I’m near the wreck, and the air smells like fuel. Why?

I’m in an office less than a quarter mile from the site right now. The air reeks of fuel. Are any other B.LA-ers around the site, too? Why does it smell so heavily of fuel?

13 Replies to “I’m near the wreck, and the air smells like fuel. Why?”

  1. The smell is what woke me up this morning. I live on Los Feliz about a block from the 5. It was pretty bad. While I was driving to work in Burbank, I was scared that my oil was leaking.

    This tragedt is pretty horrific.

  2. I was overwhelmed by the smell while traveling on the 5 North after getting on at Fletcher at 8:20 a.m. It was so strong and so sudden that I had this weird panic sensation that I had entered an oxygen-free zone the size of which I could only hope wasn’t too large.

  3. The 6 a.m. crash set off minor fires and diesel fuel spills as rescuers rushed to the scene at San Fernando Road and Chevy Chase Drive. The area is near where Burbank, Glendale and Atwater Village in Los Angeles meet.

    LA Times

  4. Yeah. I was pulling in to work (a few hundred yards down the train track) right when it happened. The smell was around for about a half the day. (And even then, maybe I just got used to it?) Everyone was in a weird mood for the entire day… probably because the the train tracks pass right behind my building.

  5. More than 4000 gallons of diesel were spilled in the wreck. I’ve posted below a letter that Eric sent out to district residents — the crash site was in the thirteenth district and Eric walked the crash site this morning.

    Dear Friends,

    You will probably have heard by now about the calamitous train wreck that happened this morning on the border of Los Angeles and Glendale in Atwater Village.

    At 6:04 this morning, two passenger trains and a freight train collided. A man attempting suicide had left his car on the track. He abandoned it before the first train hit it, but the ensuing wreck resulted in ten fatalities and more than one hundred people taken to the hospital. By the time you read this, more people may have died. Among the dead were a deputy sheriff and an employee of the Los Angeles Department of Aging.

    This morning, I visited the scene of the wreck. It was horrible. The impact sheared one of the track rails in two. Emergency personnel were
    still searching for trapped victims.

    The injured and the dead are in all of our prayers. Let us also give thanks for acts of bravery and compassion. LAPD Northeast Division
    patrol cars were first to arrive, and officers rescued commuters as the second train was tipping over. More than 4000 gallons of diesel fuel
    were spilled from a freight car; firefighters prevented a disastrous blaze from igniting. Other first responders treated the injured on the scene, and the men and women opening up the Costco adjacent to the wreck provided first aid supplies from their store and assisted emergency
    personnel.

    The only happiness at a time like this is to see the limitless desire of human beings to help one another.

    Yours truly,

    Eric Garcetti
    Los Angeles City Council, District 13

  6. I think its great the Costco employees helped in the effort and didn’t charge for the supplies. Remember when Starbucks charge rescue workers during the attacks on the World Trade Center?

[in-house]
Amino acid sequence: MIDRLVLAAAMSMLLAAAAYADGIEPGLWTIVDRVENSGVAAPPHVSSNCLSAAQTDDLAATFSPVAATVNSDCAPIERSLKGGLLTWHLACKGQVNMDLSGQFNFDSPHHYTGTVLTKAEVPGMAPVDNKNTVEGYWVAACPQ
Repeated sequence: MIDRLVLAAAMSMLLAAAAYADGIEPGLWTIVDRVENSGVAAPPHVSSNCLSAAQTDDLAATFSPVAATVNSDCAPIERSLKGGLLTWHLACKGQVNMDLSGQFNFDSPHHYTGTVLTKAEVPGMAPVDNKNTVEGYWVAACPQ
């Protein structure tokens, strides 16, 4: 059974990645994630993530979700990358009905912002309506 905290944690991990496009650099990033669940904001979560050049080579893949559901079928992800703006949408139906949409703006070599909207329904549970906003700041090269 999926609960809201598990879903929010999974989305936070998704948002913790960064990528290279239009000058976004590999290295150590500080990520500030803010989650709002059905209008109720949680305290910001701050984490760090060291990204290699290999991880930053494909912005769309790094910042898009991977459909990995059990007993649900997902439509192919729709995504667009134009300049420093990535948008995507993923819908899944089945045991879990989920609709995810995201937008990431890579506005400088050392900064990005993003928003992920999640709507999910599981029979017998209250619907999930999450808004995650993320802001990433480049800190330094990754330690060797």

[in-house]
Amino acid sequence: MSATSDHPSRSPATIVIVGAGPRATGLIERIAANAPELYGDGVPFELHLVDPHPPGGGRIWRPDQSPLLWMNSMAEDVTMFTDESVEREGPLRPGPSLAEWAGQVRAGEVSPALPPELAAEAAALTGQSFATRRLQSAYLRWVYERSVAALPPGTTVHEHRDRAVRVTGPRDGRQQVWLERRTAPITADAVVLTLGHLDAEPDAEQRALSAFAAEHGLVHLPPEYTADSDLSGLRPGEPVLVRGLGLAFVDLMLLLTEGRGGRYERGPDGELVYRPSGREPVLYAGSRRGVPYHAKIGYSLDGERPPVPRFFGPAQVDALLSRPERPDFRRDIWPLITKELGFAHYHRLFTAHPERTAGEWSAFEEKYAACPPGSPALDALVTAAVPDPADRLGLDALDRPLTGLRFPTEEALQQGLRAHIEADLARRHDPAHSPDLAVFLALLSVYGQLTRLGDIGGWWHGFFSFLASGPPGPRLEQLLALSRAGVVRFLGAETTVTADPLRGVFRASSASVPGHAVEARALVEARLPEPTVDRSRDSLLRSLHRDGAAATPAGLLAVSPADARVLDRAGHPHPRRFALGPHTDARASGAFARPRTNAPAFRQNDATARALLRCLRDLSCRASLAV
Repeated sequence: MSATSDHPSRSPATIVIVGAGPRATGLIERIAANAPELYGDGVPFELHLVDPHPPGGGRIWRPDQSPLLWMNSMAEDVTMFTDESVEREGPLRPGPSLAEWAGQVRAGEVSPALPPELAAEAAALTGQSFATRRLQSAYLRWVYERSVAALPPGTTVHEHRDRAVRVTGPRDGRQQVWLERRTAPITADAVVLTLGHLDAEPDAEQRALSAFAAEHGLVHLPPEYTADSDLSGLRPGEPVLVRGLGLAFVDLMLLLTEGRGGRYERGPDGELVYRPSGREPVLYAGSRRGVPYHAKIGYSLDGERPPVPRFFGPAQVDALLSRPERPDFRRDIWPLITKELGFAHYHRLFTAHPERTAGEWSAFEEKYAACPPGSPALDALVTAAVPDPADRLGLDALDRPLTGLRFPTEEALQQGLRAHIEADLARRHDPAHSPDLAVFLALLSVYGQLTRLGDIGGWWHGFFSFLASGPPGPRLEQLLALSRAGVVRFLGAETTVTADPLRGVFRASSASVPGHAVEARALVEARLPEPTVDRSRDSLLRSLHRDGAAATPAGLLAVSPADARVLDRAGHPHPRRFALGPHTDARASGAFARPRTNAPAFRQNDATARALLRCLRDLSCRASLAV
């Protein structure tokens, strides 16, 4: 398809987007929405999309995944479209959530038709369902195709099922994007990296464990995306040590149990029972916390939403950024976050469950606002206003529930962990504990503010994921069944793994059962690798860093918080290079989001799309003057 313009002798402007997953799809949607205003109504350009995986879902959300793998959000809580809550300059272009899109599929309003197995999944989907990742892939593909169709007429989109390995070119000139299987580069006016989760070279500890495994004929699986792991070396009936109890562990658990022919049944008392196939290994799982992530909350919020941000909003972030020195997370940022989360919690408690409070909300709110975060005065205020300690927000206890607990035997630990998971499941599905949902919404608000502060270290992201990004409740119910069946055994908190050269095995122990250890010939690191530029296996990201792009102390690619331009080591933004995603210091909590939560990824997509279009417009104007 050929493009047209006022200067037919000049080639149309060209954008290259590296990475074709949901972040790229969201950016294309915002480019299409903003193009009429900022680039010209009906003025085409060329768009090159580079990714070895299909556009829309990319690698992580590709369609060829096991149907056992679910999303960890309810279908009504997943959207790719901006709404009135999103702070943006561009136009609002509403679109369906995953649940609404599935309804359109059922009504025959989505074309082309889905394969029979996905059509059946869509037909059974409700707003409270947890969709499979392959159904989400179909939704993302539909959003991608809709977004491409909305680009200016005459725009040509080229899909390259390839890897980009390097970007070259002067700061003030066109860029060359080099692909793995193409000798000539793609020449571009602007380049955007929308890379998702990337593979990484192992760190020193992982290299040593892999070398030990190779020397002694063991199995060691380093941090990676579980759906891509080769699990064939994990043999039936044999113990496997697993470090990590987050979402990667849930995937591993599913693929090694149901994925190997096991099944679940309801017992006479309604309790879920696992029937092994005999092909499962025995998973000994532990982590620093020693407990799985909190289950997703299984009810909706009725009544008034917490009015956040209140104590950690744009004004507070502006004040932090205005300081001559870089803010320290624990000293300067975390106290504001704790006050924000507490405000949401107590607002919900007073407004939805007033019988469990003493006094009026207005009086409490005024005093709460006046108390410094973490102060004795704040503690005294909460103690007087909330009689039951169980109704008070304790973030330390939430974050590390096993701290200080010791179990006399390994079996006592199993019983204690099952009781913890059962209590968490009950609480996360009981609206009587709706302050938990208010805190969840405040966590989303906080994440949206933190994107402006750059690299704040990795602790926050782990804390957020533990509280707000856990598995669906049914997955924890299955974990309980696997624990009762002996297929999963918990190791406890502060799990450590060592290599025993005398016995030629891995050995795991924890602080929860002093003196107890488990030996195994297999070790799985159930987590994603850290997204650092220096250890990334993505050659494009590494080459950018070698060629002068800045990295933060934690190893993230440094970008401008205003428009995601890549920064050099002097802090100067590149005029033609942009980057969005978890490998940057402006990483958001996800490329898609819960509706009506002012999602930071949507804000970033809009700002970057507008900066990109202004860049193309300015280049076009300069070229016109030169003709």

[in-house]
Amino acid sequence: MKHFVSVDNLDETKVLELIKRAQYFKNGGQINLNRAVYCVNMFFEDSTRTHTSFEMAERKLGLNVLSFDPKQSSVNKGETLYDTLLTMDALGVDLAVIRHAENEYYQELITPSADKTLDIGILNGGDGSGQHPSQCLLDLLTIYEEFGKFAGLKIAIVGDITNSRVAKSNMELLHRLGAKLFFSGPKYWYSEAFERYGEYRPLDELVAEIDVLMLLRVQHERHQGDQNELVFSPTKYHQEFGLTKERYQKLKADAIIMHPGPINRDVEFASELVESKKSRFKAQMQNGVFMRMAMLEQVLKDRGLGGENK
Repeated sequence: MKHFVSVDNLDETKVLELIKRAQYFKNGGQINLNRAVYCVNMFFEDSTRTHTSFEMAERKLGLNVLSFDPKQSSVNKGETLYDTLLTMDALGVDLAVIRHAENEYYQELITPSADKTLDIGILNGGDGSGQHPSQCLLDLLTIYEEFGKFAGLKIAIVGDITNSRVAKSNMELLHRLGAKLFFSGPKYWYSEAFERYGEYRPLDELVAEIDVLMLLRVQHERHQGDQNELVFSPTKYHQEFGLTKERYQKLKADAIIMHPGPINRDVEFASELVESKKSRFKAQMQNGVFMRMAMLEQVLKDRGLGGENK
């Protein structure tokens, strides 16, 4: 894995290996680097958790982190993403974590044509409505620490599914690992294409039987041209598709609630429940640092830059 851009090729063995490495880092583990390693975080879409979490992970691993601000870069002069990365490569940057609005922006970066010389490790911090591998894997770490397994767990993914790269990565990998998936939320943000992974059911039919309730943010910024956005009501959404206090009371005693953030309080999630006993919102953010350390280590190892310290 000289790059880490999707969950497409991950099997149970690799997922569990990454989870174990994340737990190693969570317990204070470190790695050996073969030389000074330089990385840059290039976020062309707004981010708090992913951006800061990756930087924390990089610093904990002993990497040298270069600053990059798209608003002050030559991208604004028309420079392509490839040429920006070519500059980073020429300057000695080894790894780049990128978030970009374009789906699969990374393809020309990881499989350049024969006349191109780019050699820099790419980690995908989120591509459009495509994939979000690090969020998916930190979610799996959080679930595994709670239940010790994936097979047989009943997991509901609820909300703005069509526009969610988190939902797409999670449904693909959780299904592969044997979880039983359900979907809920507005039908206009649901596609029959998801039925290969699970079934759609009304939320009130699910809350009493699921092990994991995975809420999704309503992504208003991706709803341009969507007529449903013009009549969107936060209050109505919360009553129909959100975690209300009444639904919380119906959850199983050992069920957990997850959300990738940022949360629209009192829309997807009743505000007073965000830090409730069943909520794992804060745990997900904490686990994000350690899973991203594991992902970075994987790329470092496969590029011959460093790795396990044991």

“Starbucks Apologizes for Charging NYC Rescue Workers for Water
    ALLISON LINN AP Business Writer
    The head of a Brooklyn ambulance company said Tuesday that the president of Starbucks has personally apologized after rescue workers in New York were forced to pay a Starbucks shop $130 for water to treat victims of the terrorist attack. Midwood Ambulance Service President Al Rapisarda said he received a hand-delivered reimbursement check — and a personal call from Starbucks president Orin Smith — after reports of the incident became public. It was a misunderstanding with Starbucks,” Rapisarda said after talking to Smith.

    Midwood Ambulance Service alerted Starbucks to the incident in an e-mail, which was obtained by the Seattle Post-Intelligencer. Smith said Tuesday he did not know why the coffee shop near the World Trade Center towers charged the rescue workers. It’s totally inconsistent with the kind of behavior we would have expected from our people, so it has been very upsetting to learn of this,” Smith said in an interview with The Associated Press. Shortly after the Sept. 11 attack, rescue workers rushed into a nearby Starbucks store to get water to treat shock victims, Rapisarda said. Ambulance company workers said employees in the shop demanded they pay $130 for three cases of bottled water. The workers paid cash, out of their own pockets. Reached by telephone, the manager of the shop, the Battery Park Plaza Starbucks, declined to comment.”

  7. Thank you Eric GArcetti for that prayer.

    It is heart wrenching to know that people I celebrate here Downtown lost their lives.

    Don Garza

    Downtown Los ANgeles Town Crier

  8. that’s living in a city… I think in some decades or a century, those who live in cities will obviously differ from those who live in the country – either with especially pale and sick look or with other lungs that will adjust to pollution))

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